Chapter Five: The Conversation
After that first meeting, although rhyming contests only sprang up once in a while, the rivalry between Muffin and his new neighbor grew. Muffin noticed that, each time Bagel made one of his stupid jokes, he would do the little whirl. Their arguments usually took the form of, "Who's better?" A month later, with only a few weeks of summer left, they were still at it.
"I am clearly the superior baked good," Bagel declared one day, as they were rolling down the sidewalk side by side. Muffin was always afraid the hot sun would burn him. Since no hat would stay on his head as he spun along, he wore a cap in both summer and winter that fitted snugly between his rim, or top, and the rest of him. As Bagel had explained, he did not need a cap or hat, because his poppy seeds had been specially treated to block out the sun's rays. Muffin did not ask him about the spaces between the seeds, which he noticed were turning a darker brown as summer wore on. He thought that, if the hot, sunny weather lasted long enough, Bagel might become a pumpernickel bagel -- with poppy seeds, of course. He would practically be an "everything" bagel.
"Watch where you're going, Superior Bagel," he now warned his friend, "or you'll be eaten by that cat over there that has her eye on us. Besides, what makes you 'better'?" As soon as the question was out of his mouth, Muffin was sorry. To ask Bagel this question was like pouring oil on a fire. Muffin was getting tired of the stupid argument, but he still did not want to lose.
"Well, for starters, try eating a muffin with cream cheese and lox."
"Right! But try eating a bagel with nothing. A plain muffin is delicious, but when you start chewing a plain bagel, all you get is a mouth full of tasteless dough."
Bagel stopped to consider this. "That reminds me," he said, spinning around. "What makes bakers keep baking?"
"They need the dough. That joke is as old as a bearded bagel."
"Then did you hear this one: what happened to the poor butcher? He backed into the meat grinder and got a little ..."
They completed the joke in unison: "... behind in his work."
"Ouch!" said Bagel. He almost flopped onto the sidewalk, but caught his balance just in time. Moving to one side, they both leaned against a brick wall between two stores so people, carriages, and dogs could pass without knocking into them. Weeks ago, Muffin had scored a big point in the endless argument by pointing out that, unless he leaned on something, Bagel, whose legs were weak and tiny, couldn't even stand still without toppling over. Muffin's own legs were also small, but stronger. Life can be unfair.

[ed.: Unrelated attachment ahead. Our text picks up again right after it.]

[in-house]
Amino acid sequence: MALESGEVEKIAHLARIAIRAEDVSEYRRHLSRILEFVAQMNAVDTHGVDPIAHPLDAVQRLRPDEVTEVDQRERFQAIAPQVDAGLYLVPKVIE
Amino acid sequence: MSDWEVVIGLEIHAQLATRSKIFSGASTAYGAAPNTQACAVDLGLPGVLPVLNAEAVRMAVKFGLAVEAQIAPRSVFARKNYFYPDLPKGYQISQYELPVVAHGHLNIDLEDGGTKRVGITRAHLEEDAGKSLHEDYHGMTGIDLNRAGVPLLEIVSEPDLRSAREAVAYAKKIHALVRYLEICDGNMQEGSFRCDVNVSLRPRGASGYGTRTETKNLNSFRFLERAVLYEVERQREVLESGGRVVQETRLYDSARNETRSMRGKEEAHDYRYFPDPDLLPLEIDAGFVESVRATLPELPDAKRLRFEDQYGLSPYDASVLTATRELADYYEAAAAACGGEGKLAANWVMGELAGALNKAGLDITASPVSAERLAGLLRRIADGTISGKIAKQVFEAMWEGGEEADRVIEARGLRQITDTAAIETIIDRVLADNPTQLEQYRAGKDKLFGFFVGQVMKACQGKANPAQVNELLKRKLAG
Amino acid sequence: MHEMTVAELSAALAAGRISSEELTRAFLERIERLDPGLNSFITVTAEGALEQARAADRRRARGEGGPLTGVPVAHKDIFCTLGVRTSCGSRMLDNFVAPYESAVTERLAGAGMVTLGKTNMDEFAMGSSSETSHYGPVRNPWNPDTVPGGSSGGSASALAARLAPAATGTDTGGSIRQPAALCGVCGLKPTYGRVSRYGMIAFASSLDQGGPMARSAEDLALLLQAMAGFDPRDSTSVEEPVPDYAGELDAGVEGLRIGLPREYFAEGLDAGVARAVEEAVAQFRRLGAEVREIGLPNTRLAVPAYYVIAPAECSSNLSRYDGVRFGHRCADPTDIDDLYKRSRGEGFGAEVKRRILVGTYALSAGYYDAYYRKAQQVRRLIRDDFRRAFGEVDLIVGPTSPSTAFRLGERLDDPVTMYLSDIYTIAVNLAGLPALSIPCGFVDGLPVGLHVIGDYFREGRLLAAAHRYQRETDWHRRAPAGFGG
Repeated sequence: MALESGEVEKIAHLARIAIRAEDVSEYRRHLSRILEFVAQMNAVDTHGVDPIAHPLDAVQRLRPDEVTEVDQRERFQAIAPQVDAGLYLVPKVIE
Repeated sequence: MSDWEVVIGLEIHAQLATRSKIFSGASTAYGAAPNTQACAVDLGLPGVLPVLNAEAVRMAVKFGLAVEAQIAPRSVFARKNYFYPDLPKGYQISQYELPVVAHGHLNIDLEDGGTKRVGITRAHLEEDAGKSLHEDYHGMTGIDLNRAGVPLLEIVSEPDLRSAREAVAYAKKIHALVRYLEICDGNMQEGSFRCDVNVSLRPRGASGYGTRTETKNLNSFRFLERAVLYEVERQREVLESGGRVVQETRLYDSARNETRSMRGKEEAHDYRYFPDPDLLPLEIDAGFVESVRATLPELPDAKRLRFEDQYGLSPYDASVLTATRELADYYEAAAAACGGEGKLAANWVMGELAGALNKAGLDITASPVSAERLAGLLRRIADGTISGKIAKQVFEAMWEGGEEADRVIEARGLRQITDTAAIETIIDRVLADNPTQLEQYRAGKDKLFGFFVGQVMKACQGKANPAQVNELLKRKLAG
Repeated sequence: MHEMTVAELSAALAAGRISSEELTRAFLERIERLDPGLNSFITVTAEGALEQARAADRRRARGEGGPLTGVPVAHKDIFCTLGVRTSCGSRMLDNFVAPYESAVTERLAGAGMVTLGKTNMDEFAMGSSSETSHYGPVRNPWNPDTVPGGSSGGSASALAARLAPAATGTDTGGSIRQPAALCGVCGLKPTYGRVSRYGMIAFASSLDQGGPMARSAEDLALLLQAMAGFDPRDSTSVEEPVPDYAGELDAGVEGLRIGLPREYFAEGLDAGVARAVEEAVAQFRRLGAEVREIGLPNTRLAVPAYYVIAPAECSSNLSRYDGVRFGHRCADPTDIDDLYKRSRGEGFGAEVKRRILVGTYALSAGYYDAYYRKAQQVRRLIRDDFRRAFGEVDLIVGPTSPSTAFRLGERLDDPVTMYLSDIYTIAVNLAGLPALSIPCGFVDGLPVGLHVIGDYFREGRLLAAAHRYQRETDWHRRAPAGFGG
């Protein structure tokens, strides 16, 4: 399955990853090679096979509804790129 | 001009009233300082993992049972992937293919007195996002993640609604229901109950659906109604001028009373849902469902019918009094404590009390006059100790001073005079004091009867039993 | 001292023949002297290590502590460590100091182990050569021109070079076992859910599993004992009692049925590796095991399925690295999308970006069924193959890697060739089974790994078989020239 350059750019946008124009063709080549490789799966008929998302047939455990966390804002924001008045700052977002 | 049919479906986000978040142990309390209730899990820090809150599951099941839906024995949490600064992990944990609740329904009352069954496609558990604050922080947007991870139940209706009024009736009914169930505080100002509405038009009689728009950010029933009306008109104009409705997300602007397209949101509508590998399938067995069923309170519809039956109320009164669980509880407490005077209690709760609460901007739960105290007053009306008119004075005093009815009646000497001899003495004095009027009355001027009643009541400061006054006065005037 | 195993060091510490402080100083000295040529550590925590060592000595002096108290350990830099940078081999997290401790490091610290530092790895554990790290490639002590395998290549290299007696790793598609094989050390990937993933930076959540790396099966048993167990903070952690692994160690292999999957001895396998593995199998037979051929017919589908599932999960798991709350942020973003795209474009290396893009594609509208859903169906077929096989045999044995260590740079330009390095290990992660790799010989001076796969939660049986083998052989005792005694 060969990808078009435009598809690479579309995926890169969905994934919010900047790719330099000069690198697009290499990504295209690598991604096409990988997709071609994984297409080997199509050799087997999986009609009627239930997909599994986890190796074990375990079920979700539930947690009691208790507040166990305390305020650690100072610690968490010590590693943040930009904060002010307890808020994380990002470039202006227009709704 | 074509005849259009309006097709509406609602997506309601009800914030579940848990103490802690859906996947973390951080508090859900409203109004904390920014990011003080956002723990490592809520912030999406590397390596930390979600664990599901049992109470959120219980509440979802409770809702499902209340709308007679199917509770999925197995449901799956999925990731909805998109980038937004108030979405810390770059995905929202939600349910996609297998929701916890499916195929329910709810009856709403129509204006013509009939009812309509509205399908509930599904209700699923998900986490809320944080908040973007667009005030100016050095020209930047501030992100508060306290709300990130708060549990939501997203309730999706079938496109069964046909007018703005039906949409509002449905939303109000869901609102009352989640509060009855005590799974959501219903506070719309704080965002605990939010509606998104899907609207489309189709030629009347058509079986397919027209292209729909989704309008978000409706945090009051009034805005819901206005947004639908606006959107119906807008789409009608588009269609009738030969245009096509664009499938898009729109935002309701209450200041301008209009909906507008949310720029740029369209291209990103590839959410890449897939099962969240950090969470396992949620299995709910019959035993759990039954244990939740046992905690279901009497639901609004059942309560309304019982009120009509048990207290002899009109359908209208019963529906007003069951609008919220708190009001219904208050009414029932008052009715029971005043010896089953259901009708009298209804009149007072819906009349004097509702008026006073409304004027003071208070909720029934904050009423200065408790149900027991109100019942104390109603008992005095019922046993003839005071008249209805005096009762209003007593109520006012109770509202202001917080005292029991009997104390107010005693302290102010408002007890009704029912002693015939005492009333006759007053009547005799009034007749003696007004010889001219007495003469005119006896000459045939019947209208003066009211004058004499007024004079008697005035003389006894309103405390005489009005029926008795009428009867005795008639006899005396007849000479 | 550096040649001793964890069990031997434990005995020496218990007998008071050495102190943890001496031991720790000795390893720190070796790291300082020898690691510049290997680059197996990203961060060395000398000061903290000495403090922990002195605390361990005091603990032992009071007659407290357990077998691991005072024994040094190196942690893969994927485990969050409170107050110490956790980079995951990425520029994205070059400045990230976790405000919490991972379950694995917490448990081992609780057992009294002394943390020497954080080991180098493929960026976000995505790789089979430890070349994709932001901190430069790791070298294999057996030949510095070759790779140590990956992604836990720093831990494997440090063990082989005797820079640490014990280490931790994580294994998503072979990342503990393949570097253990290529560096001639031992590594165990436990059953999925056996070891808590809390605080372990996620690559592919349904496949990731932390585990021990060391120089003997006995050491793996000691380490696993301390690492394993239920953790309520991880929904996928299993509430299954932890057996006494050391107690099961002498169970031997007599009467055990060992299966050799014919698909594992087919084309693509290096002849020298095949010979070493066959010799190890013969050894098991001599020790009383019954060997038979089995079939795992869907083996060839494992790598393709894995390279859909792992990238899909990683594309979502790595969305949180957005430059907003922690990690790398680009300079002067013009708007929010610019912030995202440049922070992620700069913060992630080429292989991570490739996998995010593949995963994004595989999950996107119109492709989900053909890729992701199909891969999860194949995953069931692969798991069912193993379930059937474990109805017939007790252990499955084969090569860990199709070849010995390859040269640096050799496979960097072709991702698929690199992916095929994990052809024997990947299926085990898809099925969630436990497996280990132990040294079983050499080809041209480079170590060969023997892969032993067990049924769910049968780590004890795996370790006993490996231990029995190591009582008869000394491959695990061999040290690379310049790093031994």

Muffin went on the attack. "Not only is a plain bagel just a big lump of dough. Let's consider the different kinds of bagels and muffins. Sure, a bagel can be plain, whole wheat, pumpernickel, sesame, poppy seed, salt, sourdough, and so forth. But there's very little difference between them. Now take, say, a corn muffin, or a blueberry muffin? Yum! And that's only two of the many forms we muffins can take. I rest my case." He bounced up and down a few times, doing a little victory dance.
As he often did when an argument seemed lost, Bagel fired off a pun: "Well, you, yourself, are a corny muffin, my friend!"
Instead of replying, Muffin shot back a sarcastic look, implying that the weak joke was not even worth answering. Looking annoyed, and without another word, Bagel spun around and wheeled toward home. Muffin did not follow. Instead, he stood on the sidewalk beside the wall, deep in thought.
"This childish argument is getting more and more annoying," he said to himself, (at the same time keeping an eye out for danger). "Bagel just doesn't get it. I can't even tell if he really thinks he's better, or if he just won't admit the truth: that I am, in fact, the King of Baked Goods." Muffin scratched his head against the clean-looking wall. Then, he had an idea. "I know," he said, "I'll introduce Mr. Holey-er than Thou to my friend, Leo. Brilliant! And ..." Chuckling to himself, Muffin rolled swiftly toward the park, thinking about ice cream.
A week later, when Bagel knocked on Muffin's door, he was met with a surprise. Instead of Muffin, the door was opened by a tall boy wearing red glasses, a black soccer tee shirt, and blue shorts that showed his long, skinny legs. Of course, compared to either of the baked buddies, the boy was a giant.
"You're not Mu ..." Bagel exclaimed.
"No," said the boy, "I'm his friend, Leo. You must be Bagel. Muffin told me all about you." Afraid he might hurt Bagel's tiny hand if he shook it, Leo grasped Bagel's side and shook him, but not too hard. "Pleased to meet you," he said.
"Is someone there?" called Muffin, from inside the room. He came to the door. "Hey, Bagel. What's shaking?"
"Leo is," replied Bagel. "And so am I. He just shook me. But don't worry, he didn't hurt me." They all smiled at each other.
Muffin led his friends into his room, where they sat down in armchairs that had nothing to do with baked goods. Since the day was very hot, he served them each a large glass of cold water.
Muffin's room was very pleasant. There was light blue wallpaper with pink ripples running up and down, making it look like the sky. Although there was only one window, on the back wall, which was also the back wall of the ground floor of the building, it faced south and let in a lot of light.
"I always like visiting you, Muffin," Leo said. "Your room manages to feel cozy, but not cramped."
Muffin thanked him for the compliment. Not to be left out, Bagel said, 'Yep, Muffy, nice place you got here. Almost as nice as mine -- just kidding!"
Article © Leo Siegel and Ron Singer. All rights reserved.
Published on 2019-12-30
Image(s) © Sand Pilarski. All rights reserved.